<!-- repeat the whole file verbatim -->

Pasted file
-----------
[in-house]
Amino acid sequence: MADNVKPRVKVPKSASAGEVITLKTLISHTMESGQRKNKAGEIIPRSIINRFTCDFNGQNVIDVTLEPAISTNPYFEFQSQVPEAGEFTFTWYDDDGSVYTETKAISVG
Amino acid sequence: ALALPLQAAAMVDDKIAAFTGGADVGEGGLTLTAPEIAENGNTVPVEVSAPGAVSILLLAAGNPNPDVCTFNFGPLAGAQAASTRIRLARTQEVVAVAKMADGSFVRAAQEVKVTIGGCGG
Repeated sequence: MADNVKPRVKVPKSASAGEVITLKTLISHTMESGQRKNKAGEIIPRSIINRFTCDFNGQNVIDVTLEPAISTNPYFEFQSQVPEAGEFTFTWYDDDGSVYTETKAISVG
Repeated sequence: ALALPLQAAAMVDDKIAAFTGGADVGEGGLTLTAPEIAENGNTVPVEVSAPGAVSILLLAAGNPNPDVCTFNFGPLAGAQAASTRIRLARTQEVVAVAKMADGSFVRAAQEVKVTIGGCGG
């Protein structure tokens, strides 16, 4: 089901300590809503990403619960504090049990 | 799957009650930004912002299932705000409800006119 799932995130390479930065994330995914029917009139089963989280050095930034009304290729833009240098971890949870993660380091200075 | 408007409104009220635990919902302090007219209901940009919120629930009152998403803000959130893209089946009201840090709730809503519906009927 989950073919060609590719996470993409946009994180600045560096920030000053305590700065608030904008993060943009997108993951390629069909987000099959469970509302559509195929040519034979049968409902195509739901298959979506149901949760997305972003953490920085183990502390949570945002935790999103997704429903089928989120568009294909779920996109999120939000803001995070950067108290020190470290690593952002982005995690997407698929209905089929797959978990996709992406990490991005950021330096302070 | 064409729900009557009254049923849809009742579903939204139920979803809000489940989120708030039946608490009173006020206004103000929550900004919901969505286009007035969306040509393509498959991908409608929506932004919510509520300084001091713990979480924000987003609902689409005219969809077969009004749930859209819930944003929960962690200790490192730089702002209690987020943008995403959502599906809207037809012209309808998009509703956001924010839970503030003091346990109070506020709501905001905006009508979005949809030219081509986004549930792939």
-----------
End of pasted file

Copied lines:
[in-house]
Amino acid sequence: MADNVKPRVKVPKSASAGEVITLKTLISHTMESGQRKNKAGEIIPRSIINRFTCDFNGQNVIDVTLEPAISTNPYFEFQSQVPEAGEFTFTWYDDDGSVYTETKAISVG
Amino acid sequence: ALALPLQAAAMVDDKIAAFTGGADVGEGGLTLTAPEIAENGNTVPVEVSAPGAVSILLLAAGNPNPDVCTFNFGPLAGAQAASTRIRLARTQEVVAVAKMADGSFVRAAQEVKVTIGGCGG
Repeated sequence: MADNVKPRVKVPKSASAGEVITLKTLISHTMESGQRKNKAGEIIPRSIINRFTCDFNGQNVIDVTLEPAISTNPYFEFQSQVPEAGEFTFTWYDDDGSVYTETKAISVG
Repeated sequence: ALALPLQAAAMVDDKIAAFTGGADVGEGGLTLTAPEIAENGNTVPVEVSAPGAVSILLLAAGNPNPDVCTFNFGPLAGAQAASTRIRLARTQEVVAVAKMADGSFVRAAQEVKVTIGGCGG
């Protein structure tokens, strides 16, 4: 089901300590809503990403619960504090049990 | 799957009650930004912002299932705000409800006119 799932995130390479930065994330995914029917009139089963989280050095930034009304290729833009240098971890949870993660380091200075 | 408007409104009220635990919902302090007219209901940009919120629930009152998403803000959130893209089946009201840090709730809503519906009927 989950073919060609590719996470993409946009994180600045560096920030000053305590700065608030904008993060943009997108993951390629069909987000099959469970509302559509195929040519034979049968409902195509739901298959979506149901949760997305972003953490920085183990502390949570945002935790999103997704429903089928989120568009294909779920996109999120939000803001995070950067108290020190470290690593952002982005995690997407698929209905089929797959978990996709992406990490991005950021330096302070 | 064409729900009557009254049923849809009742579903939204139920979803809000489940989120708030039946608490009173006020206004103000929550900004919901969505286009007035969306040509393509498959991908409608929506932004919510509520300084001091713990979480924000987003609902689409005219969809077969009004749930859209819930944003929960962690200790490192730089702002209690987020943008995403959502599906809207037809012209309808998009509703956001924010839970503030003091346990109070506020709501905001905006009508979005949809030219081509986004549930792939």